10 June 2016
Fighting Words: The Power of Trash Talk
Muhammad Ali was more than a boxer. He was a humanitarian, activist and poet who brought laughter and light to so many people who only knew darkness and despair. His ability to spin a yarn for the press or hurl verbal jibes at his opponent were unrivalled and no one since has been able to match Ali in this regard. CONQA Sport takes a look at the art of trash talk and finds that it exists within a subjective realm where what is appropriate or not comes down to the individual's perception. We also pick our 12 best scathing moments of trash talk in sports history.
The world is still mourning the death of Muhammad Ali, arguably the greatest athlete who ever lived. Ali was not just a boxer who dazzled with speed and power. His presence transcended sport.
He was a humanitarian and political activist, courageously standing up for those who saw him as a hero in the face of an all-powerful and oppressive regime. His legend has not only been cemented by his actions, but equally by his words.
The man was a poet; a quotes machine who knocked out historic phrases with as much regularity as he knocked out opponents. In this regard, Ali truly was the greatest.
The litany of famous one liners, double entendres and comical quips that came of Ali’s mouth ensured that pre-fight weigh-ins and interviews were events unto themselves. If a man’s words are the narrative to his philosophies, two quotes in particular from Ali sum up the great man’s ethos:
“It ain’t bragging if you can back it up,” and “Humble people, I’ve found, don’t get very far”.
For Ali, his words were cannons in his arsenal to go along with his left and right hands. Beyond the range of his 198cm reach lay his opponent’s psyche and no one was better than he at landing blows in the subconscious mind of another boxer.
In 1964, at just 22 years old, when his name was still Cassius Clay, the ‘Louisville Lip’ had a shot at the World Heavyweight title when he faced the imposing Sonny “The Big Bear” Liston.
Liston was a bruising figure with a criminal record (he had learned to box in prison) and had alleged ties to organised crime. He was the hardest hitter in the world, perhaps of all time, and he was still the champ. None of that mattered to Ali.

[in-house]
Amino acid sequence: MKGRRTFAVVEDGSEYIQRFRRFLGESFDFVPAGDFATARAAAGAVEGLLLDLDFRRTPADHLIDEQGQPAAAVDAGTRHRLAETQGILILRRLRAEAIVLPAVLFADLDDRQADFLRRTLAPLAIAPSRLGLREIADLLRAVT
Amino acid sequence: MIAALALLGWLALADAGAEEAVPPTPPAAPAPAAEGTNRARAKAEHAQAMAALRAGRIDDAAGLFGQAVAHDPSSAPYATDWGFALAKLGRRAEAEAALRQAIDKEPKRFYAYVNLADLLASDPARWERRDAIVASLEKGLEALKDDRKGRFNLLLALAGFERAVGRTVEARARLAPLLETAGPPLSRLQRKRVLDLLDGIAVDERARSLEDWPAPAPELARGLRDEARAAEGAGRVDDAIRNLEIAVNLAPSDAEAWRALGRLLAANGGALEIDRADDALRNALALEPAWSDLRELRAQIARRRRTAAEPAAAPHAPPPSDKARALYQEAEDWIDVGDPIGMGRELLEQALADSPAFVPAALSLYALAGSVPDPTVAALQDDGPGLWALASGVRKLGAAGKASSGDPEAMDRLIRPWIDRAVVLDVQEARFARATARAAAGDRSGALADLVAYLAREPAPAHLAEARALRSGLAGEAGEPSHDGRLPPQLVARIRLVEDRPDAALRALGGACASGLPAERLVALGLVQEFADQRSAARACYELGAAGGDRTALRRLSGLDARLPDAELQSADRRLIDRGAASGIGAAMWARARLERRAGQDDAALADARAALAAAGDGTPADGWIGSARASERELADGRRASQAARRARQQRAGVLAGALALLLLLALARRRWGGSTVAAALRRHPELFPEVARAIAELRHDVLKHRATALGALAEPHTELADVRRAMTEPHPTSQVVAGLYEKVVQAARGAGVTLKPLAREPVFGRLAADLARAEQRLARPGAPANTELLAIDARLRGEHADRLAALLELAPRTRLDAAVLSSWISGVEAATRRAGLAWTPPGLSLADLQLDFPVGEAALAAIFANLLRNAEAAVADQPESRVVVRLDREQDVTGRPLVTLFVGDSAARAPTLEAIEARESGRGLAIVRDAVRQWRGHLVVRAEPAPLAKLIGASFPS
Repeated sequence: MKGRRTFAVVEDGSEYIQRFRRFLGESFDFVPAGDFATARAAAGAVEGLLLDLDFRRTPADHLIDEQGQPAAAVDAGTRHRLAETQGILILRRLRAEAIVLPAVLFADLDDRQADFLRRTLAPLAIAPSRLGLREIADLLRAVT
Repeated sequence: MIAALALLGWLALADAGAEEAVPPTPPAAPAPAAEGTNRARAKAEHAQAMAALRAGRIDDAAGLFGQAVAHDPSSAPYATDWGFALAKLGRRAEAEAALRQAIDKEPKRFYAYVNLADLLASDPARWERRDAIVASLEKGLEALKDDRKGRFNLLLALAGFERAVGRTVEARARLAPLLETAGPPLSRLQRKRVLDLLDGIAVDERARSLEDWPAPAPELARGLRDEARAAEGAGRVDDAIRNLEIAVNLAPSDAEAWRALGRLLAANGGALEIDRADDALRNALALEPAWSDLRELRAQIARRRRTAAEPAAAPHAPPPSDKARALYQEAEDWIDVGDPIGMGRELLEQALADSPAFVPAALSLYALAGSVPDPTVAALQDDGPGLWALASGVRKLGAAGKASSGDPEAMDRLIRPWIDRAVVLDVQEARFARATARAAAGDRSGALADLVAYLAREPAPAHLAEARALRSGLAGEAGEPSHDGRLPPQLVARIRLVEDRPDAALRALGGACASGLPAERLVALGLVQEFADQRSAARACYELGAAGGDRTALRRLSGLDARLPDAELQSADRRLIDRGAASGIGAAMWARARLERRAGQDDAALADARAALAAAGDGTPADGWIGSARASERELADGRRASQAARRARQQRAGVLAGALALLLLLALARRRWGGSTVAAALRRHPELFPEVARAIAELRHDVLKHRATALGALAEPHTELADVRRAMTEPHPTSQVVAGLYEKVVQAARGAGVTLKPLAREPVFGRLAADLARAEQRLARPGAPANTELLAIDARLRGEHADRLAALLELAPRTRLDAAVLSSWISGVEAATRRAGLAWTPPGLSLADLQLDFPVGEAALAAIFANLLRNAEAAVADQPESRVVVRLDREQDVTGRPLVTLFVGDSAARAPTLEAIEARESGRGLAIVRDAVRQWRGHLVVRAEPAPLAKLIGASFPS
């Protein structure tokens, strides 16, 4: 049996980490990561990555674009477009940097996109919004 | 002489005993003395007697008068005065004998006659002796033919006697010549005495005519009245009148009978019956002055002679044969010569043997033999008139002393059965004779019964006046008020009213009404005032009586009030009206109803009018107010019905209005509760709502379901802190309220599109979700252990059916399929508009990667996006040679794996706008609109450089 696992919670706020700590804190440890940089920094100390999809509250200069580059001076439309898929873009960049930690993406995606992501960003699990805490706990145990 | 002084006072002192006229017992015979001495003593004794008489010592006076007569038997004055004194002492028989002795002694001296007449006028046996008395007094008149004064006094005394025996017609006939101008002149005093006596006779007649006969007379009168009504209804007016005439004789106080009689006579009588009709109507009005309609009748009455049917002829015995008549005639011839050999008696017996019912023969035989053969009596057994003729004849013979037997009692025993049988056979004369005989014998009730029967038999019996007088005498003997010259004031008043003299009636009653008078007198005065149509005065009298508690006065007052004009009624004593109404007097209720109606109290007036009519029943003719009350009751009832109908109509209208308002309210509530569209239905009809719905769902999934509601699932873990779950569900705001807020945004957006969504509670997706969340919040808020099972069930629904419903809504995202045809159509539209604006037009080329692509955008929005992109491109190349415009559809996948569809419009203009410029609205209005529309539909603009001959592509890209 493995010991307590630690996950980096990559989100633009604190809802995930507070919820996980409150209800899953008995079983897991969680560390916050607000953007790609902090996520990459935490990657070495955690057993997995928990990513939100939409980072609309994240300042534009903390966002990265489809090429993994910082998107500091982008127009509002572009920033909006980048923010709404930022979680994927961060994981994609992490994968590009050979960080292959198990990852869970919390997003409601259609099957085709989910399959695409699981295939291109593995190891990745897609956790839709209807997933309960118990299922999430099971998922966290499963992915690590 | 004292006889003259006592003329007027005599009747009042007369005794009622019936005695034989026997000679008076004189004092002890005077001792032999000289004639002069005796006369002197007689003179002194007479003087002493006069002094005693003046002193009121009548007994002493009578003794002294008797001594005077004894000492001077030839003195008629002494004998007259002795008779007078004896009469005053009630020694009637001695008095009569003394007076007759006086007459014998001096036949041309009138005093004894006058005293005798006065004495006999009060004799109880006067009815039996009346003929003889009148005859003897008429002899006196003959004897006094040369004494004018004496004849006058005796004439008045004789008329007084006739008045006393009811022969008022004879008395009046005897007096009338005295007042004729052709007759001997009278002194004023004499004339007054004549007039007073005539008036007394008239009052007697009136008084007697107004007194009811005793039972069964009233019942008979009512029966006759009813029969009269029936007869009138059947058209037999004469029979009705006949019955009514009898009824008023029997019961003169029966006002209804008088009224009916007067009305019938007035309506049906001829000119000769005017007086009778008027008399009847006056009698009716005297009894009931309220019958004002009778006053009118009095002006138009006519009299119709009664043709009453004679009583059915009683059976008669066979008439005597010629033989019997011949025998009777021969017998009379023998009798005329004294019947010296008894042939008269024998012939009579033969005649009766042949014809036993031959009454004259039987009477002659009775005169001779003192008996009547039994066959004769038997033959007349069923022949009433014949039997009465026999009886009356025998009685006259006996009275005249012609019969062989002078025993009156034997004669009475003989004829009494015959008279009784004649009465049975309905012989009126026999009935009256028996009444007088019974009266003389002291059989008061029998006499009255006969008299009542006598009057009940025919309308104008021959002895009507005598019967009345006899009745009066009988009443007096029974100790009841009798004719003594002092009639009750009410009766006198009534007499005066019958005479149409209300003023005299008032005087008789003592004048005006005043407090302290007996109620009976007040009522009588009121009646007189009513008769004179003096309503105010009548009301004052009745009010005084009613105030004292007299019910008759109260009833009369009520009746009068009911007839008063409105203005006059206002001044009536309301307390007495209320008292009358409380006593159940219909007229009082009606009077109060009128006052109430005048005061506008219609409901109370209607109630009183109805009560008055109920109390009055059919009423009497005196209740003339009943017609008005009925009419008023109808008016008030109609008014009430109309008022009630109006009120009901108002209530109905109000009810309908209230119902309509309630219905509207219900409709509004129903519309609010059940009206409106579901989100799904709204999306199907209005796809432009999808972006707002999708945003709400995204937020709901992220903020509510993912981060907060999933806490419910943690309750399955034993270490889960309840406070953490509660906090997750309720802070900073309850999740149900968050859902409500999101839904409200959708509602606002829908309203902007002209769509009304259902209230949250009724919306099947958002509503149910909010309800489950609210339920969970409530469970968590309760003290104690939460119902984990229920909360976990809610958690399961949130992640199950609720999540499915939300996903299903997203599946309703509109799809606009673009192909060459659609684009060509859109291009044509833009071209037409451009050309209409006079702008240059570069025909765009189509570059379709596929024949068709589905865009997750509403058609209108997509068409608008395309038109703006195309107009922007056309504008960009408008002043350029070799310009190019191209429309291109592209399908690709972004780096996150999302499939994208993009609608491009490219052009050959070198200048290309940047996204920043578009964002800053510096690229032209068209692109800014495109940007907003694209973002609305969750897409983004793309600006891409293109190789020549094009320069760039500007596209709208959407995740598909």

The night before the fight, Ali’s sparring partner appeared on CBS’s ‘I’ve Got a Secret’ and read out a rhyming diatribe that is the greatest piece of trash talk promotion in boxing’s history. Ali himself told the world that he would use Liston’s body as a bear rug in his home. He droned on about how ugly he thought Liston was and that the world deserved a “pretty” champion.
Ali went on to win the fight and cement his place in history.
Whether you call it smack talk, trash talk or sledging; running your mouth to intimidate or unsettle an opponent is a tactic that has been used since the inception of competitive sport. Back when boxing was bare-knuckled, John L Sullivan proclaimed, “My name is John L Sullivan, and I can lick any son of a bitch in the place.”
Few phenomena in elite sport divide opinion like trash talk. If it spews forth from a hated rival it is labelled bombastic and arrogant. If it floats like a butterfly from the mouth of a hero it’s praiseworthy poetry.
Modern culture plays a role in encouraging it. Commercials from athletic companies like adidas venerate the tactic and make role models out of those who employ it. Young athletes find themselves pulled in opposite directions. On one side is the Corinthian ideal that demands respect for the opposition and fair play. On the other side is professionalism and pop culture that places an emphasis on winning at all costs. If you happen to have a few choice words with the opposition along the way, so be it.